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How to separate your work and personal lives on one computer

A lot of us are working from home at the moment, so it's time to split your digital life in two

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Unless you're fortunate enough to have a dedicated work computer, you're probably using the same machine for your work and personal lives right now.

That may sound fine for the occasional Friday afternoon of work on the sofa. But as millions of us face the prospect of working from home for the foreseeable future, it will be increasingly important to build a virtual barrier between your digital work and social lives.

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Doing so helps to limit distractions when you're supposed to be working, but also means you won't accidentally email the wrong person — and, best of all, you can turn either side of your computer into a safe haven away from news about the ongoing coronavirus pandemic.

There are many ways you can go about doing this, and generally speaking you can employ any or all of these measures on the Windows and Mac operating systems.

Let's get started…

How to create multiple desktops on Windows and Mac

Apple Spaces and Missions Control Spaces and Mission Control helps keep your desktops separateApple

The first and easiest way to split your work and personal lives on one computer is to create multiple desktops — or Spaces, as they are called on the Mac.

On a Mac, you can open the Mission Control to view of all your open apps and Spaces by clicking the app, pressing the icon on your keyboard (its location varies by country), swiping upwards with three fingers on the trackpad, or by pressing Ctrl+Up.

You can then navigate left or right between open Spaces, and add new ones by clicking the + icon at the top of the screen. From there, you can drag and drop any open app into a Space, so your work to-do list app can sit next to a web browser for work in one Space, while another is home to your shopping lists and personal calendar.

This system for organizing open apps is also available on Windows, where it is called Multiple Desktops and is accessed by clicking the Task View button to the right of the universal search box.

Create separate accounts on your computer

Another simple way to cordon off your work and private lives on your computer is to set up two accounts. That way, you can use work-specific apps in the work account, then switch to your personal account when you want to look at your photo albums, play games, and organize your personal calendar.

You'll need to set up a new Microsoft or Apple account to fully use your new work profile, but if you want to truly separate the two halves of your life, this can be made to work in your favor. Once everything is set up, you'll have a different account for work, with its own email, online accounts, files and applications.

Run two operating systems at once

Parallels on a MacBook Pro You can run Windows and Mac on your Apple computer at the same timeParallels

Unlike Windows, Mac computers are capable of running two operating systems at once. The most popular way to do this is via the Parallels program. This lets you run Windows 10 in a window of your Mac operating system. You could then put this window in a desktop Space of its own, making it easy to quickly switch from full-screen Mac to full-screen Windows.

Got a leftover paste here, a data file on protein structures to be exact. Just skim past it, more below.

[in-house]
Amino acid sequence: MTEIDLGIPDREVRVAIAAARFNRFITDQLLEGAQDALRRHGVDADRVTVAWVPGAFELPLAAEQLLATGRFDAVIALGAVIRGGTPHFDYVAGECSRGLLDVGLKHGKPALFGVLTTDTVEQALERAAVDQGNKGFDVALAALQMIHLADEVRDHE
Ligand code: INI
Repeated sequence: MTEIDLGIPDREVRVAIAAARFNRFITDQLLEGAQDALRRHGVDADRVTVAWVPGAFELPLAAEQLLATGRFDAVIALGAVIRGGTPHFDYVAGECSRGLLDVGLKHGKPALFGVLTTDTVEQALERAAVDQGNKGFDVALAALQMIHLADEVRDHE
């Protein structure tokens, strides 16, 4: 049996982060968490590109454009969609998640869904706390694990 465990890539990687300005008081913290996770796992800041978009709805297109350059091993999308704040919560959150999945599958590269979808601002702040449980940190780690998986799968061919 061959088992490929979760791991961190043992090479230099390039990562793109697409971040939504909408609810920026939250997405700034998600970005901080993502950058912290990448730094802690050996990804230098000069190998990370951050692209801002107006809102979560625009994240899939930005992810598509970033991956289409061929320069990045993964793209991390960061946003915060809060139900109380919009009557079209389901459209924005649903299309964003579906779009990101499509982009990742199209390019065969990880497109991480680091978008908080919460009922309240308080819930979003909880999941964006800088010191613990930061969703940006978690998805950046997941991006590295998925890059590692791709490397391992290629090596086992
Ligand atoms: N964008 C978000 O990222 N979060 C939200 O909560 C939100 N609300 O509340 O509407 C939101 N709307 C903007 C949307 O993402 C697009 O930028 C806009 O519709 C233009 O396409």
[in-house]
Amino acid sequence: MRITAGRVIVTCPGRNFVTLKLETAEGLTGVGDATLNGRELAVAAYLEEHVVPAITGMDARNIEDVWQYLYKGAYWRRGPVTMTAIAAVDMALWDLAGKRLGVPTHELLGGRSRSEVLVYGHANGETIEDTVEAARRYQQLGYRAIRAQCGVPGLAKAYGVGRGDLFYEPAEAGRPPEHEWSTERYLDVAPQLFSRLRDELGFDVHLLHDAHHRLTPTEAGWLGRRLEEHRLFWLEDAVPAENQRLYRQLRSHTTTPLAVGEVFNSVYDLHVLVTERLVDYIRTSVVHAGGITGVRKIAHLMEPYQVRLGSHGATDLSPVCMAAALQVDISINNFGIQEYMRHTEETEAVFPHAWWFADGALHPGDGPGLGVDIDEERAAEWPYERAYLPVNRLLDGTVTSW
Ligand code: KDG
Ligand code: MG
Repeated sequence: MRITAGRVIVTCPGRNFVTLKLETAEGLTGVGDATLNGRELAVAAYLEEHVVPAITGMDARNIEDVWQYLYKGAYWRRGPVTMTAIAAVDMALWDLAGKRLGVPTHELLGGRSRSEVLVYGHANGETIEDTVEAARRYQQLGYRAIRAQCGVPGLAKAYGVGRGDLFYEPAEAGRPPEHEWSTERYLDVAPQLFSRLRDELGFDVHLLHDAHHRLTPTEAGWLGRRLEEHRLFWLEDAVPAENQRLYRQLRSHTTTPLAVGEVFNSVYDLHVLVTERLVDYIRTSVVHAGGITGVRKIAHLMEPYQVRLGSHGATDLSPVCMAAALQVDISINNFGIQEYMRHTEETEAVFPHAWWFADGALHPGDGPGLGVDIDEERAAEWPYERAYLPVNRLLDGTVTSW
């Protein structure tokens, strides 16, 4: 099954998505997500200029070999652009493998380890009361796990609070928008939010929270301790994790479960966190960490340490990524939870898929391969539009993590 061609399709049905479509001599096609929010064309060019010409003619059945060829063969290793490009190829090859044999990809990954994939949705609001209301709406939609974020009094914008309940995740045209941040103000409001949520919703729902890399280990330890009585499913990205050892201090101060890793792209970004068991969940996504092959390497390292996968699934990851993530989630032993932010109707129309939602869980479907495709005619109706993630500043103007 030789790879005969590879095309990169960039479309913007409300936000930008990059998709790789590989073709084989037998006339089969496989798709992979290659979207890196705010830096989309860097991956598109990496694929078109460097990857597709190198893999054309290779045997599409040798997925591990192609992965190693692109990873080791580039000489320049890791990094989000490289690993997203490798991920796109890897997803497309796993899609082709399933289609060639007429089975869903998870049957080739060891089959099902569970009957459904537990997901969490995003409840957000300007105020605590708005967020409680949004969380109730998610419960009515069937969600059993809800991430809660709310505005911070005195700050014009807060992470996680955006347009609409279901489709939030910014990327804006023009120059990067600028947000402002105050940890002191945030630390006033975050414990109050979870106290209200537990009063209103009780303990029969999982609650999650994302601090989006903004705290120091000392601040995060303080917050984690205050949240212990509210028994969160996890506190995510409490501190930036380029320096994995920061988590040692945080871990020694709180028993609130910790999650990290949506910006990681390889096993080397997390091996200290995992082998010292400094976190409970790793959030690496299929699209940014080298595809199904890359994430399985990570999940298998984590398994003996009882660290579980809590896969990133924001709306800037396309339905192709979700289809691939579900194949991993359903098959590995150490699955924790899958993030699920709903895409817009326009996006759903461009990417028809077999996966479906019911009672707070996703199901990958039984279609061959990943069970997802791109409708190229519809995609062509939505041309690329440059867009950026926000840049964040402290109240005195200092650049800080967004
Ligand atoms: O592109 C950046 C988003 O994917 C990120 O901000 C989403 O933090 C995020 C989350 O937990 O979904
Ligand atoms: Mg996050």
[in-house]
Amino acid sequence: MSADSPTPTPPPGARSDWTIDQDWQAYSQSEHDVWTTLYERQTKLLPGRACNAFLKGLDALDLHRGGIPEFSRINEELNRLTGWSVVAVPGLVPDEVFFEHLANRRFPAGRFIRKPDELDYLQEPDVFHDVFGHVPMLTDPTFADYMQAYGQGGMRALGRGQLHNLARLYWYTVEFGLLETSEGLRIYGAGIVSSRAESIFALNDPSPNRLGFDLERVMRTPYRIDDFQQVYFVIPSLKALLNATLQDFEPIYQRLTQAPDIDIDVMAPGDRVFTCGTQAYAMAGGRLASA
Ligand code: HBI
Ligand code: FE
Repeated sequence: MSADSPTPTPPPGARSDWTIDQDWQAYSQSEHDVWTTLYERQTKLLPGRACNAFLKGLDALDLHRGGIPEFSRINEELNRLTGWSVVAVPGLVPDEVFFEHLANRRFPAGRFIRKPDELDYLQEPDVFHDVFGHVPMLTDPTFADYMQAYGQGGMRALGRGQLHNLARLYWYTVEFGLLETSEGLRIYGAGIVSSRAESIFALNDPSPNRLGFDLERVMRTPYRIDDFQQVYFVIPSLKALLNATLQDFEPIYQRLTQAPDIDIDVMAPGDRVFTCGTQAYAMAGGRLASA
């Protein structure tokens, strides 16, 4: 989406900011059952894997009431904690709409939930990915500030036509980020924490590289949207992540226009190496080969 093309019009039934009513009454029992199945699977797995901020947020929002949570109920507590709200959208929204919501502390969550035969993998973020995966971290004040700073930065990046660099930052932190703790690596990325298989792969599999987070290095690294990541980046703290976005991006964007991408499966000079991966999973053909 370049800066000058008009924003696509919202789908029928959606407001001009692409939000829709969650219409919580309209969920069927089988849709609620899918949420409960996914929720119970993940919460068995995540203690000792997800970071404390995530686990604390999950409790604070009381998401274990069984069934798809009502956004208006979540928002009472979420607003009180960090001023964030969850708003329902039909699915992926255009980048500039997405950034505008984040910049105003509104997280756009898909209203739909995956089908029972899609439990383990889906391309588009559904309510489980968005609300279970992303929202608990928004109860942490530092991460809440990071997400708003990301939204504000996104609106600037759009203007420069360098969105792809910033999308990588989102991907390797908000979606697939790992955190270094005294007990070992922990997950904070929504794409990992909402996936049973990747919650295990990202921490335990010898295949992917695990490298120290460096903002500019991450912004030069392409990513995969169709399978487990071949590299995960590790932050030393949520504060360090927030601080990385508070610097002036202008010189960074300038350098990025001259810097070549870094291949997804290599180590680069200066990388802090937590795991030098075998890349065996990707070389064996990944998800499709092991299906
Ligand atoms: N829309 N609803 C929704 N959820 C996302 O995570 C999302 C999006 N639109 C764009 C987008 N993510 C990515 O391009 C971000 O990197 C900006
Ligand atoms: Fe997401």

If you use Windows at work, this can be a hugely convenient way to run both systems at once, while giving you a clearly defined virtual barrier between the Windows working environment and the personal Mac environment. That way, your Mac can remain your only machine, but with space to serve as a replacement to your Windows office computer while you're stuck working at home.

Going a step further, you can make use of Boot Camp, a utility that comes preinstalled on all new Macs that lets you boot up into Windows or Mac. That way, instead of running Windows 10 on top of Mac, as with Parallels, you restart your computer to switch from one to the other.

This has performance benefits, as the machine isn't trying to run both operating systems at once, and means you can further separate your work and personal lives.

As above, if you normally use Windows at work, you can install Windows 10 on a partition of your Mac hard drive (Boot Camp walks you through how to do this), then when work is done for the day, reboot, pick Mac, and get back to your personal computer with work a distant memory.

Create separate partitions for work and personal

If you have a Windows computer, you can take a similar approach to Boot Camp by partitioning the hard drive, which basically means splitting it in two. That way, you can have Windows running on both, but decide which partition gets your work programs, accounts and documents, and which is for your personal life.

Boot into your work partition in the morning to enjoy a day with zero distractions from your personal apps, then reboot and switch to the personal partition when you want to read your personal emails, check Twitter, play games, and do everything you'd normally do in your evenings.

We ask that readers please fully understand what they are doing before attempting to partition their hard drive. The best approach is to use Microsoft's own Windows Disk Management tool, which is pre-installed on Windows 10.

You can read more on the Disk Management tool on Microsoft's website here. We recommend that readers fully understand what partitioning a disk means before taking this route, so not to lose any files.
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